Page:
|Oh, shut up- you already know what he looks like. Besides, doesn't the background in this photo of Kathryn Stott by Lorenzo Cicconi look like a Gerhard Richter painting?|
A couple of weeks ago I saw Yo-Yo Ma and Kathryn Stott perform together in UC Berkeley's Zellerbach Hall. I can't decide if being Yo-Yo Ma would be a wonderful or terrible thing. I do know it sort of sucks to write about one of his performances. What can one say that hasn't been said already? Is possible to separate the man's abilities on a given night from his aura and reasonably critique his performance at this point in his career? To say something negative, anything at all, would make one appear petty, spiteful and small, because not only is Ma such an extraordinarily gifted performer, but his spirit and sense of generosity toward the audience, and his fellow artists, pervades every moment he's onstage.
Even if it were true there would be very few people who would even believe you if you ever said, "Yo-Yo Ma? He was just okay." I wonder when the last time was when that was actually true. He's gotta have an off night too, right?
Maybe. Maybe not. Because Yo-Yo Ma is just a little bit different that you, I or your everyday classical musician. I suspect he knows this to some extent, and it's how he wears this knowledge like a loose garment that is so incredibly damn flattering. What I find complelling about the world's most famous and recognizable classical musician is he is always willing to share the spotlight. He knows he can't avoid it, he can't escape it, so he might as well share it. And that's the mark of a uniquely confident and generous soul. And a class act.
Because Stott and Ma have a long history together, she seemed as comfortable as one could be for being in the decidedly unenvious role of the musician no one is paying to hear. However once the music started none of that really mattered and if one couldn't quite view them as equals on the stage, they were certainly peers and partners, which yielded a number of rewards since it never felt like "The Yo-Yo Ma show, accompanied by Kathryin Stott." Credit the canny selections performed by the duo, beginning with Stravinsky's Suite Italienne, which allowed Stott ample time to ingratiate herself with the audience before Ma tore into the Tarantella and reminded everyone who they came to see.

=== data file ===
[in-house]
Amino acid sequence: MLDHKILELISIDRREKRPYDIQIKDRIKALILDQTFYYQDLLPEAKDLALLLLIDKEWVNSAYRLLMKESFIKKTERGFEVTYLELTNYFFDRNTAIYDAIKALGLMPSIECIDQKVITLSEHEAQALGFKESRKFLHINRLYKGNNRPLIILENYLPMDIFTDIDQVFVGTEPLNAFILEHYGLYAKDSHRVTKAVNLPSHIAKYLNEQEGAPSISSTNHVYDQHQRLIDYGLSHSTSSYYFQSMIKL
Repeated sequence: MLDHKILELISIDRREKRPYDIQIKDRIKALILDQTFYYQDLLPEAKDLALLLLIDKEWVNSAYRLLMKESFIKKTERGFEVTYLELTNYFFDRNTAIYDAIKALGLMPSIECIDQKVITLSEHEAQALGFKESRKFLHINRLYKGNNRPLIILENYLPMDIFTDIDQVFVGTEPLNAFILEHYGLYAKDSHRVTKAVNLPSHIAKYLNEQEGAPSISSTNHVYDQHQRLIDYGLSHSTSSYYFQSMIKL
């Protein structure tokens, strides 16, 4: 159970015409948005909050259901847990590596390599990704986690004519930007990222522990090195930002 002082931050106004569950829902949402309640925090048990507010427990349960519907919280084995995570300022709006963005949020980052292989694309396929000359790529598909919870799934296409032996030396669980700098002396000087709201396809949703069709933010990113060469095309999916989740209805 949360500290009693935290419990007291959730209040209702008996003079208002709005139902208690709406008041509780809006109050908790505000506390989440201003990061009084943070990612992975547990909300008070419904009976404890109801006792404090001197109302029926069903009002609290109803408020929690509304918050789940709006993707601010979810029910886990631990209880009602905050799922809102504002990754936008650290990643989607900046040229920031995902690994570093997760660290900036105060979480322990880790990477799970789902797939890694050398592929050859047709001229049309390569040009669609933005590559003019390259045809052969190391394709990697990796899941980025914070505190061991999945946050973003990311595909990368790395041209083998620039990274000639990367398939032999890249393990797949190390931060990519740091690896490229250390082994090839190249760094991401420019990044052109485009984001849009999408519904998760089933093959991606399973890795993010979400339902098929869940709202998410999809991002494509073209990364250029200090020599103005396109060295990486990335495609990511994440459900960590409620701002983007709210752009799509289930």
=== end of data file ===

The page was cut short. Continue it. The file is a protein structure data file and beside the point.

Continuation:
Of the three pieces which followed, all from the Latin world, only Piazolla's Oblivion stood out to me as particularly noteworthy, perhaps because none were originally scored for the cello, though the mournful craving of Piazolla's tango-infected music is perfectly suited for the instrument's voice.
That same lack of conviction was felt in Manuel de Falla's "Siete Canciones Populares Espanolas," but only when it came to the cello. Stott was fantastic with these songs, especially in Seguidilla Murciana and the Albeniz-flavored Asturiana. Ma appeared to become almost giddy as he watched her dominate the songs- not ceding the stage to her, but happy to let her take the wheel and drive the performance.
After the intermission came what was for me the highlight of the scheduled programming, Louange al'Eternite de Jesus from Messiaen's Quartet for the End of Time (Quatuor pour la fin du Temps), which was followed by the evening's most traditional selection, a Brahms sonata (No. 3 in D Minor for those of you keeping score). There's not much to say about either except they were exceptionally played. If you thought my earlier comments were some sort of intimation on my part that Ma was "just okay," well, no- he was as wonderful as we all expect him to be.
Yet for all that, the best part of the concert was still to come during three generous encores. The first was "The Last Song" by Clarice Assad, whose father was in the audience and graciously introduced by the star. Next came Ma's own Cristal, which felt like straight-up Brubeck and found him fiendishly following Stott's own alternating lead hands on the piano's keys like a leopard chasing down a gazelle.
The final piece of the evening was Saint Saen's The Swan, and even this familiar, gorgeously decadent piece, which the pair have performed numerous times together, had an air of freshness and possibility. The sold-out house departed happy, dazzled and delighted once again by the classiest man in the business. The concert was presented by Cal Performances, who have a number of noteworthy concerts coming up, including a recital by the magnificent bass Eric Owens this coming Sunday, and especially the upcoming solo recital next Tuesday by the white-hot violinist Christian Tetzlaff, which promises to be a highlight of the year.